NIAR lab conducts first full-scale fuselage drop test in new facility at Wichita State


Last week, the National Institute for Aviation Research (NIAR) at Wichita State University conducted a unique full-scale fuselage drop test, its first in the new Jerry Moran Center for Advanced Virtual Engineering and Testing (AVET).

The test, part of an ongoing 15-year FAA-sponsored research program titled Crashworthiness Certification of Composite and Metallic Aircraft Structures, involved dropping an aircraft fuselage equipped with three post-mortem human passengers (PMHS) to validate AVET’s virtual engineering models of the same test set-up.

The test was led by Gerardo Olivares, NIAR senior research scientist and director of Crash Dynamics and Virtual Engineering and Flight. It also involved collaboration with the Injury Biomechanics Research Center at Ohio State University, led by director John Bolte. The Ohio State team provided support and expertise in testing the PMHS.

The data collected during the test will be used to:

  • Verify and validate finite element modeling techniques that may be used to support the virtual development and streamline the crashworthiness certification process of future aircraft programs
  • Collect injury data from the three PMHS passengers to provide more insight into the injury mechanisms during emergency landing conditions
  • Verify and validate finite element human body models that may be used in the future to predict injury potential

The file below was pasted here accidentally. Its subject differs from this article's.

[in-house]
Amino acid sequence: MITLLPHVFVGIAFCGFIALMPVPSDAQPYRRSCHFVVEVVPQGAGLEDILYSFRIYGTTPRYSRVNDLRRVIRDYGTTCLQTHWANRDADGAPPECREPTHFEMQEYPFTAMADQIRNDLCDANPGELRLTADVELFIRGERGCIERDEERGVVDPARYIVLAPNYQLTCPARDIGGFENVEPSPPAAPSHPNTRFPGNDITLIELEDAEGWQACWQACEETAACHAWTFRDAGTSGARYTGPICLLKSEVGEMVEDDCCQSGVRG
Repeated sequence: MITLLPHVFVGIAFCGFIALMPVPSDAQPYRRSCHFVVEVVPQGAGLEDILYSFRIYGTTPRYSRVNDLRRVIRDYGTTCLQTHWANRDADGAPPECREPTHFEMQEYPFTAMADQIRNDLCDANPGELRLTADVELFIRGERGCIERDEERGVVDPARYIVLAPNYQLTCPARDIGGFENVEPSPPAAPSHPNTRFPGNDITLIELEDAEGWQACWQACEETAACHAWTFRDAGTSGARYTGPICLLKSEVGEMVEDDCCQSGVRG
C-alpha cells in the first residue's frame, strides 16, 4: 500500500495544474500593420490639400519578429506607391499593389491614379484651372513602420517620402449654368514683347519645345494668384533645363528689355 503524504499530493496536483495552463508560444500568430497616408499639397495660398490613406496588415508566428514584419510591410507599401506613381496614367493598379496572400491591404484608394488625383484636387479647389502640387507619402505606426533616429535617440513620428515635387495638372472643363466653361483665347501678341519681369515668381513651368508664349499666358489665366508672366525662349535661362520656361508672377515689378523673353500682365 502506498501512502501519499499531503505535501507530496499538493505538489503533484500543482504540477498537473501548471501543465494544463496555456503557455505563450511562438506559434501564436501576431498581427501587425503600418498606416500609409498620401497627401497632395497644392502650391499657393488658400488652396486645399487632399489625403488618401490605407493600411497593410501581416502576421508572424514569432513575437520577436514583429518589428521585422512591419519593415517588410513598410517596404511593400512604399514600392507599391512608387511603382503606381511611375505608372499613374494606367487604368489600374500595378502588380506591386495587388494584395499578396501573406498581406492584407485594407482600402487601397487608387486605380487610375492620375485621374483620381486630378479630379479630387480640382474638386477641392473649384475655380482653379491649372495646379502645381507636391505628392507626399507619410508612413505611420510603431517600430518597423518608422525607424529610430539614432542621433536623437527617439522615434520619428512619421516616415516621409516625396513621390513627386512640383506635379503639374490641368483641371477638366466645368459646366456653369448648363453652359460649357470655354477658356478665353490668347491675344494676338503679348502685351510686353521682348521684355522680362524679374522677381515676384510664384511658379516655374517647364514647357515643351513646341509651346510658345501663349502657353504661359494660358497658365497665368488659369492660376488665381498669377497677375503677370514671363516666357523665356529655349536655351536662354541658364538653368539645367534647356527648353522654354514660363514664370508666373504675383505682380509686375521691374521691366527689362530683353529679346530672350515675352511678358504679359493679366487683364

• Compare the seated PMHS behavior with the FAA Hybrid III 50th Percentile anthropomorphic test dummies (ATD)
  • Provide insights into the potential for injury to occupants being transported during medical evacuation scenarios

“Our team did a great job preparing and executing this unique test,” said Olivares. “We would like to thank Dr. Joseph Pellettiere from the FAA and Dr. Timothy Bentley from ONR for attending the test and supporting this research.”

The test also supported ongoing human body modeling activities of the Office of Naval Research I-Predict program. In addition, this test involved novel use of Brown University’s TIGER sensor system in the ATD and PMHS subjects coordinated by Haneesh Kesari, assistant professor of engineering for Brown; and a new ARAMIS 1340 3D system to track passenger kinematics implemented by John Tyson, president of Trillion Quality Systems. 

Wichita State University serves as the Kansas urban-based research university, enrolling more than 16,000 students from every state in the U.S. and more than 100 countries. Wichita State and WSU Tech are recognized for being student centered and innovation driven.

Located in the largest city in the state with one of the highest concentrations in the United States of jobs involving science, technology, engineering and math (STEM), Wichita State University provides uniquely distinctive and innovative pathways of applied learning, applied research and career opportunities for all of our students.

The Innovation Campus, which is a physical extension of the Wichita State University main campus, is one of the nation’s largest and fastest-growing research/innovation parks, encompassing over 120 acres and is home to a number of global companies and organizations.

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